I saw the cover, and read the title, and just had to know. Lincoln is one of the better historical characters to send through time and not only does fighting Hitler always sound good but there also seems to be mysticism involved, above and beyond the titular hint of time travel. I blasted through this issue and there are a few good things you should know about it. Hit the jump to find out what those things are.
Story and Art by Fred Perry
Colours by Robby Bevard & Wes Hartman
Cover by Kelsey Shannon
I picked this up and added it to my weekly haul and Mal, the champion behind the counter of my LCS, just started laughing. It was the logo that got him, looked like the sort of thing a ten year old would make using every variable difference in WordArt, or as he put it, ‘they must have got the credit artist from Ang Lee’s Hulk.’ I agreed but it didn’t hold me back, I had to know what would pit Time Lincoln against super-caped Hitler on Mount Rushmore.
One slight annoyance I have; to find out how Lincoln got into this position you need to have read the prior Time Lincoln issue, even though this one is shown clearly to be a #1. I didn’t know I’d missed a previous issue and though that annoys me it doesn’t seem to have stopped me understanding what has come before. The opening scene, and first few pages, quickly world build exactly what I have purchased. Ben Franklin is flying a kite and when John Adams questions him on this course of action instead of actually running the government. Franklin explains that he’s been observing an opening in space-time and conversing with some other great minds throughout history like George Washington Carver, Sir Isaac Newton, Albert Einstein, and a mentioned Nikola Tesla. They were pulled together when Abraham Lincoln was sent through time by Void Stalin, a massive villain who is creating the void between time and rocking the best villain name ever. It seems much of this was covered in the previous issue so not sure how much was new info or not. Either way, it’s a pretty interesting concept and surprisingly well executed.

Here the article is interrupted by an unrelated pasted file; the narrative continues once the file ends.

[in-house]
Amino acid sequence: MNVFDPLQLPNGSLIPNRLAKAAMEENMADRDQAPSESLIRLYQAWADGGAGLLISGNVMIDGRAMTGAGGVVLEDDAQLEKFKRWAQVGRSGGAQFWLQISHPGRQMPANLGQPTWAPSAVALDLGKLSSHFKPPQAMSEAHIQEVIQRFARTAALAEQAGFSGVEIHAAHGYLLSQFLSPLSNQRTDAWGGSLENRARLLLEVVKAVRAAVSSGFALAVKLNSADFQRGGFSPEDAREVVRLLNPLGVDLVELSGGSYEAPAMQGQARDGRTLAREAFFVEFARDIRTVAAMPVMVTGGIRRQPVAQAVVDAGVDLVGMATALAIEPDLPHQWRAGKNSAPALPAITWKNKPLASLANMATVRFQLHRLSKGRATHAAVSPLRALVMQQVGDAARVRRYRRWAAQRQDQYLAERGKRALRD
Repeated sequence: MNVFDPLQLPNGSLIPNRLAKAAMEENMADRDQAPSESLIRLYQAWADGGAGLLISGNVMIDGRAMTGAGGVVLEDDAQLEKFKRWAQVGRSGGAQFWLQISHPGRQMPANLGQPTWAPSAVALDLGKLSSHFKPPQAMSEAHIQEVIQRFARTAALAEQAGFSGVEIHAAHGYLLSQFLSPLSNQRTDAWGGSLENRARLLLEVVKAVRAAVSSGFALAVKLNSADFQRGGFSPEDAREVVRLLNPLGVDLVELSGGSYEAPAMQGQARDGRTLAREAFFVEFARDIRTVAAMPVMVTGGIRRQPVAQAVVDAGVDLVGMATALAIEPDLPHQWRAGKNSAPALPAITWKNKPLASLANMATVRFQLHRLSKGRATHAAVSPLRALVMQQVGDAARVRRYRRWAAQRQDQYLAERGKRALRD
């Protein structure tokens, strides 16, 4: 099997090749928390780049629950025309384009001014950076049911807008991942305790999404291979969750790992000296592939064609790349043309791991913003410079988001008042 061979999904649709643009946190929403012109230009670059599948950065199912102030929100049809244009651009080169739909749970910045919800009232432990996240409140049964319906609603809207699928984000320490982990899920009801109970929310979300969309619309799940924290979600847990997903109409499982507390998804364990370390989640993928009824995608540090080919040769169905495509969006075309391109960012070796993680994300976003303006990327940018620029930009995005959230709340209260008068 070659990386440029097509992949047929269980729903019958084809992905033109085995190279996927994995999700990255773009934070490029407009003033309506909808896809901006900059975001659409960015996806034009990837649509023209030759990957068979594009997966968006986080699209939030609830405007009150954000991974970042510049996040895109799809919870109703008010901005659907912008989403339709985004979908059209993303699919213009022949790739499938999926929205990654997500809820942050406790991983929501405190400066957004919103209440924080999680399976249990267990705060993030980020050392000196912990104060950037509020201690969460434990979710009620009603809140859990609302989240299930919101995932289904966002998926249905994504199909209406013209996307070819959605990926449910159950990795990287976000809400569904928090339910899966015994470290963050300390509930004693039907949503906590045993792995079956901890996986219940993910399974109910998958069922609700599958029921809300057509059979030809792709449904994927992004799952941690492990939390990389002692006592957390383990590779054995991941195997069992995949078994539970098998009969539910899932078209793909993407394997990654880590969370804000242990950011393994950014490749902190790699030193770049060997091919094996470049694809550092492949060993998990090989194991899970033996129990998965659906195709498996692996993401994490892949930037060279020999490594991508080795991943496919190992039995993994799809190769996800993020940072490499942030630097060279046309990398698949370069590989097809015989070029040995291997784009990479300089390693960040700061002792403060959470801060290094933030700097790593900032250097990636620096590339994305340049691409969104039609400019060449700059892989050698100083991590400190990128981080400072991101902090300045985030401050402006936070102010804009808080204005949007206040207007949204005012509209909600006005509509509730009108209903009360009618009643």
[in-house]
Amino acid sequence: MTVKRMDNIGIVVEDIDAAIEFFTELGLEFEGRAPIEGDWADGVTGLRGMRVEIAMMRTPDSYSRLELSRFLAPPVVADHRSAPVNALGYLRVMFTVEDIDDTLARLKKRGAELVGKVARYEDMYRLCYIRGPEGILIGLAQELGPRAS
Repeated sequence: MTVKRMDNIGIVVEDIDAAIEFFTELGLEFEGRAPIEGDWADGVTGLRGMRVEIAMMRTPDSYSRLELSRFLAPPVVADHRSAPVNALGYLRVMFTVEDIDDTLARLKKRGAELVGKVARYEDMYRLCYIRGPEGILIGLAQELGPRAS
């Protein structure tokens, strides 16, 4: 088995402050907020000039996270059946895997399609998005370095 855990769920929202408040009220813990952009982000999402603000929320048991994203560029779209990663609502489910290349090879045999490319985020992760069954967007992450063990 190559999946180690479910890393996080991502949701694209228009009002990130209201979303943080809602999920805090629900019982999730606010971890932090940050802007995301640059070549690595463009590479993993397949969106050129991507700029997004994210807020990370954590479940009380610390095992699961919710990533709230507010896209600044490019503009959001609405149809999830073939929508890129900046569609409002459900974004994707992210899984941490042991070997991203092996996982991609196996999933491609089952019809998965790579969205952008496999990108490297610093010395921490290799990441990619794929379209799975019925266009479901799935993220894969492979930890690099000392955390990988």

Abe and Franklin mount their counter offensive against Mephitler to rescue Einstein. It’s relatively simple now that Abe knows his Void based powers and it’s full of zapping punches and ram-skulled staffs. There’s a one page sequence as Abe and Mephitler duke it out and the colour work and contrasts are strikingly resemblance of Frank Miller’s iconic work between his Dark Knight and Superman. We only see silhouettes and Mephitler’s red cape flowing back against Time Lincoln’s glowing scientific accouterments. It’s a scene that strikes me as solid homage but not just complete copying. I really dug the fight but I figure any page where Hitler is getting a mouth full of fist is going to make me smile.
The tale wraps up neatly so all you need, really, is the one issue so my annoyances and fear for this ‘one-shot’ are well allayed. This stands alone and you can enjoy it though it does all rocket by pretty quickly. We wrap up with a joke that might as well have closed a very special episode of Blossom but there’s still set up for further tales. It world builds even as it concludes.
Time Lincoln is a good comic but it still hasn’t muscled its way into the echelons of greatness. Too many characters spout exposition rather than tell us who they are. There’s so much how to be understood that we often don’t get the why. I’d like to see more true back and forth between some of these characters rather than just have them set up the next set piece. I’d heard this comic mentioned along with Brian Clevinger’s name but Time Lincoln isn’t quite Atomic Robo just yet. It lacks the complete cerebral punch and punchline that comic offers. Time Lincoln pushes you forward rather than savouring the moment and giving you the best lines you could be offered. I think now the world is completely built, Perry can move forward to really show us inside the minds of these masters as they twist time and create new and crazy situations.
Perry’s art is actually quite good as he delivers a few pages where iconic sequences are being posed. His character designs are easily recognizable as the historical figures they are, but his more angular line work makes these men his own. Lincoln looks like a time traveling, zap gun wielding, Demonazi stomping bad ass. The villains look like creepy threats and the action flows well. There’s usually a distinct lack of backgrounds, which is a shame but there’s generally plenty of dialogue to take your mind off that.
*Note: I haven’t read Five Fists of Science so can’t speak for comparisons there, so I won’t.